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    Jayaraman LabBaker Lab
    09/21/15 | Central neural circuitry mediating courtship song perception in male Drosophila.
    Zhou C, Franconville R, Vaughan AG, Robinett CC, Jayaraman V, Baker BS
    eLife. 2015 Sep 21;4:. doi: 10.7554/eLife.08477

    Animals use acoustic signals across a variety of social behaviors, particularly courtship. In Drosophila, song is detected by antennal mechanosensory neurons and further processed by second-order aPN1/aLN(al) neurons. However, little is known about the central pathways mediating courtship hearing. In this study, we identified a male-specific pathway for courtship hearing via third-order ventrolateral protocerebrum Projection Neuron 1 (vPN1) neurons and fourth-order pC1 neurons. Genetic inactivation of vPN1 or pC1 disrupts song-induced male-chaining behavior. Calcium imaging reveals that vPN1 responds preferentially to pulse song with long inter-pulse intervals (IPIs), while pC1 responses to pulse song closely match the behavioral chaining responses at different IPIs. Moreover, genetic activation of either vPN1 or pC1 induced courtship chaining, mimicking the behavioral response to song. These results outline the aPN1-vPN1-pC1 pathway as a labeled line for the processing and transformation of courtship song in males.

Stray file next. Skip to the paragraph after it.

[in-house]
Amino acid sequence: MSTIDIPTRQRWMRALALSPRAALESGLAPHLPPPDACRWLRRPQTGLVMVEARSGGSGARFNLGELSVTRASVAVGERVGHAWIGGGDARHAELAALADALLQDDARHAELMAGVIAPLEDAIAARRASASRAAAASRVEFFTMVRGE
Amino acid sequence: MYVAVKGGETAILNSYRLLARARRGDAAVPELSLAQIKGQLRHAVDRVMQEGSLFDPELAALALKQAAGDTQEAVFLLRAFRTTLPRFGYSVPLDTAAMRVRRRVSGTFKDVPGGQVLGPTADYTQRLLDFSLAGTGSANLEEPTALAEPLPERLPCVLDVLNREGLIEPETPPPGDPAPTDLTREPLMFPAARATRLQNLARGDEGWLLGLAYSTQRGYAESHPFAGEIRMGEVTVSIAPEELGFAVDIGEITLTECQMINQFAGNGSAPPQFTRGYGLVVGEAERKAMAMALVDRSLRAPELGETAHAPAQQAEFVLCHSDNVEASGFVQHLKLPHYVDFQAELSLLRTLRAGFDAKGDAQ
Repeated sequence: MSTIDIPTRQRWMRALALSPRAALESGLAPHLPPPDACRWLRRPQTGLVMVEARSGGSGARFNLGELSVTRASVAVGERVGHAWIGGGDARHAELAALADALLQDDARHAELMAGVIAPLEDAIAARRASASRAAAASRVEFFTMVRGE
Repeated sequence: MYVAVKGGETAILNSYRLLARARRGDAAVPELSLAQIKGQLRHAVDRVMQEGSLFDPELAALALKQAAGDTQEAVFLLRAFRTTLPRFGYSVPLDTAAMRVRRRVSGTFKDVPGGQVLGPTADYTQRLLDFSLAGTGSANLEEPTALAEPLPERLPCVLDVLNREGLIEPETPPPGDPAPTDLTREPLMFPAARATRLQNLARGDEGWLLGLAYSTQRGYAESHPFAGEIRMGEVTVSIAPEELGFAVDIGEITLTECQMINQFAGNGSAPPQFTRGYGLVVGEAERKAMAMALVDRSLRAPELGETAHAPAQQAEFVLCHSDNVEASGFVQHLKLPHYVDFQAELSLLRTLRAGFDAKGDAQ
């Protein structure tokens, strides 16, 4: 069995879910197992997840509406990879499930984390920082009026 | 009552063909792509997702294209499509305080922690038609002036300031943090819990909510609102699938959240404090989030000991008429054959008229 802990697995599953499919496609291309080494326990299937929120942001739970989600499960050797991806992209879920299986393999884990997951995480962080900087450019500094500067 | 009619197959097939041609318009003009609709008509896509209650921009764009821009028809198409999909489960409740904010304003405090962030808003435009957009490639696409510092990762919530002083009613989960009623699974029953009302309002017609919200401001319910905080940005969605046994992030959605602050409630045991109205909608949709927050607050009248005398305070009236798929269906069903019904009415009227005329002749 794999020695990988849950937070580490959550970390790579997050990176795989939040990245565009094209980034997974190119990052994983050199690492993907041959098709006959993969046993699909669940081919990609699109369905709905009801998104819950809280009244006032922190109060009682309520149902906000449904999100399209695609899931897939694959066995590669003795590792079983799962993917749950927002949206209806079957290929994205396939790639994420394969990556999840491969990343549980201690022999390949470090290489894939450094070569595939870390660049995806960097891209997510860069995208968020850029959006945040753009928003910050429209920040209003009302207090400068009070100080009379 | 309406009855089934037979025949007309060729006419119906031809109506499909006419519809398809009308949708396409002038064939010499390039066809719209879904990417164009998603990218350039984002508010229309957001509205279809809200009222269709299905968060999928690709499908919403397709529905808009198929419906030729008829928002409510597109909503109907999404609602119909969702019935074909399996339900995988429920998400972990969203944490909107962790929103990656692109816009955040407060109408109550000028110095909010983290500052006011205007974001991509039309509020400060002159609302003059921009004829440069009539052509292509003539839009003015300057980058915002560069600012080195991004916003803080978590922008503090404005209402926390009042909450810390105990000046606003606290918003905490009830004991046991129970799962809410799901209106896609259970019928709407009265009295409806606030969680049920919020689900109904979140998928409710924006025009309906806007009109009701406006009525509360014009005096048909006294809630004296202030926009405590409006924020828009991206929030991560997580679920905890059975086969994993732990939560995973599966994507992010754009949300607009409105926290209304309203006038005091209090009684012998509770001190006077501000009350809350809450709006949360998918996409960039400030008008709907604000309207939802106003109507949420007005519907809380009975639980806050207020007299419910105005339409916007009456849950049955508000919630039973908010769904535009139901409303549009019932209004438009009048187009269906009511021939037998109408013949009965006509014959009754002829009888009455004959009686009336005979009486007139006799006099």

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    06/16/15 | Dynamical feature extraction at the sensory periphery guides chemotaxis.
    Schulze A, Gomez-Marin A, Rajendran VG, Lott G, Musy M, Ahammad P, Deogade A, Sharpe J, Riedl J, Jarriault D, Trautman ET, Werner C, Venkadesan M, Druckmann S, Jayaraman V, Louis M
    eLife. 2015 Jun 16;4:. doi: 10.7554/eLife.06694

    Behavioral strategies employed for chemotaxis have been described across phyla, but the sensorimotor basis of this phenomenon has seldom been studied in naturalistic contexts. Here, we examine how signals experienced during free olfactory behaviors are processed by first-order olfactory sensory neurons (OSNs) of the Drosophila larva. We find that OSNs can act as differentiators that transiently normalize stimulus intensity-a property potentially derived from a combination of integral feedback and feed-forward regulation of olfactory transduction. In olfactory virtual reality experiments, we report that high activity levels of the OSN suppress turning, whereas low activity levels facilitate turning. Using a generalized linear model, we explain how peripheral encoding of olfactory stimuli modulates the probability of switching from a run to a turn. Our work clarifies the link between computations carried out at the sensory periphery and action selection underlying navigation in odor gradients.

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    05/14/15 | Neural dynamics for landmark orientation and angular path integration.
    Seelig JD, Jayaraman V
    Nature. 2015 May 14;521:186-191. doi: 10.1038/nature14446